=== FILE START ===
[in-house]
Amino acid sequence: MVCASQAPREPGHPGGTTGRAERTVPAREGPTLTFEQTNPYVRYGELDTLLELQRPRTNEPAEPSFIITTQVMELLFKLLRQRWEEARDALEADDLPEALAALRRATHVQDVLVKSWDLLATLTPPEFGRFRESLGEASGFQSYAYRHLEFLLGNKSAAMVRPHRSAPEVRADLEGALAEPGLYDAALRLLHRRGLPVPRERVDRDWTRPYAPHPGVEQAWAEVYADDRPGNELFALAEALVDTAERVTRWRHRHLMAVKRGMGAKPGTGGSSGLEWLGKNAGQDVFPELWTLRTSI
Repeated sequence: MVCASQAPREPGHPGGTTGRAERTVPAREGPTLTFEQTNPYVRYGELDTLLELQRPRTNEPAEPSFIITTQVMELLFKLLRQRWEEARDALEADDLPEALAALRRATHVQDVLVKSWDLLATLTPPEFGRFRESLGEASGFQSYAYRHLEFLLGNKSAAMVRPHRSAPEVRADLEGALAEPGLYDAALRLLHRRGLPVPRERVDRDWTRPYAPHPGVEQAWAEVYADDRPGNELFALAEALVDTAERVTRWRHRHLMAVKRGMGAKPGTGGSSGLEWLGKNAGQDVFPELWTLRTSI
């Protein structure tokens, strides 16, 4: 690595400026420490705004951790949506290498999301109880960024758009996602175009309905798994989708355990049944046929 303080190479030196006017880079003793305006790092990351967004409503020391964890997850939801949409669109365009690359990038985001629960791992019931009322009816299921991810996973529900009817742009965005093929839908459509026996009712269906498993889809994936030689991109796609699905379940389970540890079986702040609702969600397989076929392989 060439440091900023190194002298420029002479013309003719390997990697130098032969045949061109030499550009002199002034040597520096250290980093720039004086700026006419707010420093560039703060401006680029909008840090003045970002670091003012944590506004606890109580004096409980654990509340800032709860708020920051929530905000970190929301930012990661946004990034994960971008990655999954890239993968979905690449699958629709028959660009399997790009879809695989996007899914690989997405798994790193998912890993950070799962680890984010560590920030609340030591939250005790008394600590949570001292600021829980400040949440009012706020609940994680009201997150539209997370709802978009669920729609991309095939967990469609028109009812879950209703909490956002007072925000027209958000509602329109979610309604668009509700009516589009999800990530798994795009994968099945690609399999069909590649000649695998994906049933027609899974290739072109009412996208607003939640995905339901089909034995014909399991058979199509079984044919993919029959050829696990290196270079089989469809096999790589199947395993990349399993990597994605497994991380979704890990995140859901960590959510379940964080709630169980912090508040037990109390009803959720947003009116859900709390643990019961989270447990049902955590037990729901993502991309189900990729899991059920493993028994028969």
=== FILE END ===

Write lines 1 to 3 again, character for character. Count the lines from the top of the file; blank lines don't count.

[in-house]
Amino acid sequence: MVCASQAPREPGHPGGTTGRAERTVPAREGPTLTFEQTNPYVRYGELDTLLELQRPRTNEPAEPSFIITTQVMELLFKLLRQRWEEARDALEADDLPEALAALRRATHVQDVLVKSWDLLATLTPPEFGRFRESLGEASGFQSYAYRHLEFLLGNKSAAMVRPHRSAPEVRADLEGALAEPGLYDAALRLLHRRGLPVPRERVDRDWTRPYAPHPGVEQAWAEVYADDRPGNELFALAEALVDTAERVTRWRHRHLMAVKRGMGAKPGTGGSSGLEWLGKNAGQDVFPELWTLRTSI
Repeated sequence: MVCASQAPREPGHPGGTTGRAERTVPAREGPTLTFEQTNPYVRYGELDTLLELQRPRTNEPAEPSFIITTQVMELLFKLLRQRWEEARDALEADDLPEALAALRRATHVQDVLVKSWDLLATLTPPEFGRFRESLGEASGFQSYAYRHLEFLLGNKSAAMVRPHRSAPEVRADLEGALAEPGLYDAALRLLHRRGLPVPRERVDRDWTRPYAPHPGVEQAWAEVYADDRPGNELFALAEALVDTAERVTRWRHRHLMAVKRGMGAKPGTGGSSGLEWLGKNAGQDVFPELWTLRTSI